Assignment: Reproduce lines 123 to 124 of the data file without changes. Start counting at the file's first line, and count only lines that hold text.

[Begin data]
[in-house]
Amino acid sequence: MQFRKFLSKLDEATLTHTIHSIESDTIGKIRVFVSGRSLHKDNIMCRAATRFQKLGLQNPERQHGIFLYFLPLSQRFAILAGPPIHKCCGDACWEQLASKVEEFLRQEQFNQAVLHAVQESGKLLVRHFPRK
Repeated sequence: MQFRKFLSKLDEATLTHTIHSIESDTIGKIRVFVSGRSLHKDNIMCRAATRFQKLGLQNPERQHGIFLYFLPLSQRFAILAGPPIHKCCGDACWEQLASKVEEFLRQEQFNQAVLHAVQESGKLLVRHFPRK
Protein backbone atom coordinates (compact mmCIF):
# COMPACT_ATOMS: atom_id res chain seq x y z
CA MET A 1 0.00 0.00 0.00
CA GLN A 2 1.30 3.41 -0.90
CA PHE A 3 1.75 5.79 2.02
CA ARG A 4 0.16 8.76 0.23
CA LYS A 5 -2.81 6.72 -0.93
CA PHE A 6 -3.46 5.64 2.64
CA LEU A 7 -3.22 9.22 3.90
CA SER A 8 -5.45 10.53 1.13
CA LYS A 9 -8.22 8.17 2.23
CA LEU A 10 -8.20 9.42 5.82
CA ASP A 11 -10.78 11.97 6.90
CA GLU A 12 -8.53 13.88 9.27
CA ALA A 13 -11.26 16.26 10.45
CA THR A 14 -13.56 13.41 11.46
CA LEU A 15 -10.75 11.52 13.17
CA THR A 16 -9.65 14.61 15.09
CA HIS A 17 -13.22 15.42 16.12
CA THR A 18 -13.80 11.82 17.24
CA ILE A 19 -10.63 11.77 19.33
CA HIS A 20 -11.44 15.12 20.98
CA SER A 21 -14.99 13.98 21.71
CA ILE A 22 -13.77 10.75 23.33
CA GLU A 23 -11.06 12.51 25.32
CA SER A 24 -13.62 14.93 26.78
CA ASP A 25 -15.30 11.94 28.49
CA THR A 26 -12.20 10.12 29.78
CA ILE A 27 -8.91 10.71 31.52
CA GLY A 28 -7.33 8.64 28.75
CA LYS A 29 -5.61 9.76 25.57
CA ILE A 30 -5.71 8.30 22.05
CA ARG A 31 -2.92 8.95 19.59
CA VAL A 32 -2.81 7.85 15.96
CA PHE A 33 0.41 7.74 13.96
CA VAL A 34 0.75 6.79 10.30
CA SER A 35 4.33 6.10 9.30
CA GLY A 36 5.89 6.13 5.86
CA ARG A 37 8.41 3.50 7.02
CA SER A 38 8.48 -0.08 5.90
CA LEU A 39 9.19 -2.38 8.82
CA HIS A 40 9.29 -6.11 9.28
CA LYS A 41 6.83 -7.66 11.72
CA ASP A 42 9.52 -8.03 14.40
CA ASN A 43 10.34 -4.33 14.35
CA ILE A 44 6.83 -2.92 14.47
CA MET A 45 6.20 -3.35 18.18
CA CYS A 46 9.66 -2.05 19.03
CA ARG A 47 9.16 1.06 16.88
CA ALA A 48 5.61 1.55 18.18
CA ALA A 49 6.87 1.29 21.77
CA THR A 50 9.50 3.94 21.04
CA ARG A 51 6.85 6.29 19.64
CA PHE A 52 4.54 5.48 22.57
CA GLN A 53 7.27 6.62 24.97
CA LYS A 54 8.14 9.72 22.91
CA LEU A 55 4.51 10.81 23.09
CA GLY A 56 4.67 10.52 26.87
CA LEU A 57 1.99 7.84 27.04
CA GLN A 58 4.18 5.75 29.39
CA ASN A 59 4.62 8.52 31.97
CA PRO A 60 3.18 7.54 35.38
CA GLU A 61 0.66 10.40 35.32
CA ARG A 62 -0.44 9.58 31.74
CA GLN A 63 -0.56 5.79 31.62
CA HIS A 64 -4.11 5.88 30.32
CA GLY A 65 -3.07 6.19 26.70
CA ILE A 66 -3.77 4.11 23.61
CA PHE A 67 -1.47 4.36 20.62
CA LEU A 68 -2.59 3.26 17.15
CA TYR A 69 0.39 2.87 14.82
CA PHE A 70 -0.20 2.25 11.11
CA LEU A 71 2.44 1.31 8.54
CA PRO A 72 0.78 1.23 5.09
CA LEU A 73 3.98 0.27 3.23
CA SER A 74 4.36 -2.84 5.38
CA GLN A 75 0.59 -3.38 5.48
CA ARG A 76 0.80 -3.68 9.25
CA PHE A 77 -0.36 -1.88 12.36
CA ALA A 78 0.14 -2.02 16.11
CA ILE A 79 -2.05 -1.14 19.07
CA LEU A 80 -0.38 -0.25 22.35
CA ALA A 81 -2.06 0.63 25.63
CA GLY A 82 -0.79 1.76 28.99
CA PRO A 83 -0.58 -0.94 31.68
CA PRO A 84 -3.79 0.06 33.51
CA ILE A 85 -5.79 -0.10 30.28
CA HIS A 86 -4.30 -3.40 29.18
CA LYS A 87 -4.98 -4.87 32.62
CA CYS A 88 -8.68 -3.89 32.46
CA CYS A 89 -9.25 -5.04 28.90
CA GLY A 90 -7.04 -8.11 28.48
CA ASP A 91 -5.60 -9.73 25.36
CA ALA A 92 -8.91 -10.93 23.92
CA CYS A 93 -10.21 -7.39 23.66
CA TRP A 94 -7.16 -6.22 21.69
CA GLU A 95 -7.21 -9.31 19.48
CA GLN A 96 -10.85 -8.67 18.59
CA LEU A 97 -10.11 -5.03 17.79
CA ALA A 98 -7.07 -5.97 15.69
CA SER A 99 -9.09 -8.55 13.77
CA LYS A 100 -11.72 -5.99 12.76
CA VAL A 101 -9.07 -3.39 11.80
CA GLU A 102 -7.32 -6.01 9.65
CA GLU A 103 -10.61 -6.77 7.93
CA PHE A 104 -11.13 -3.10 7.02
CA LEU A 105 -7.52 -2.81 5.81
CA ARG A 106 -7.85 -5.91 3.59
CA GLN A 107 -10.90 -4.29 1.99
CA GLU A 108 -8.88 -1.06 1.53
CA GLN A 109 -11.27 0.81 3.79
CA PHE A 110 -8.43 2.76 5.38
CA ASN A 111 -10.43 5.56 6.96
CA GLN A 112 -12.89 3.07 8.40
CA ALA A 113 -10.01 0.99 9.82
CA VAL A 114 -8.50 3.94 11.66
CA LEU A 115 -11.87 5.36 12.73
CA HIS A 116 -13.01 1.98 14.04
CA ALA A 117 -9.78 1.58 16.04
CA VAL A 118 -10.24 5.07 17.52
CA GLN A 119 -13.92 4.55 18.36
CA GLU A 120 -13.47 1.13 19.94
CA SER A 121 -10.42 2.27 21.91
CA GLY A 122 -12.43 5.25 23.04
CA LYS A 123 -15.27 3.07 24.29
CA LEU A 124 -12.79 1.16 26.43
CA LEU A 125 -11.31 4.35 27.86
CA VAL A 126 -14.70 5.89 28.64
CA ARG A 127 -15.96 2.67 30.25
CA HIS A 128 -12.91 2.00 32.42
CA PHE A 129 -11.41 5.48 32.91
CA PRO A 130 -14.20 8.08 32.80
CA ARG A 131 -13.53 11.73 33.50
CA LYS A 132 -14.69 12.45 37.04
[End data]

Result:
CA VAL A 118 -10.24 5.07 17.52
CA GLN A 119 -13.92 4.55 18.36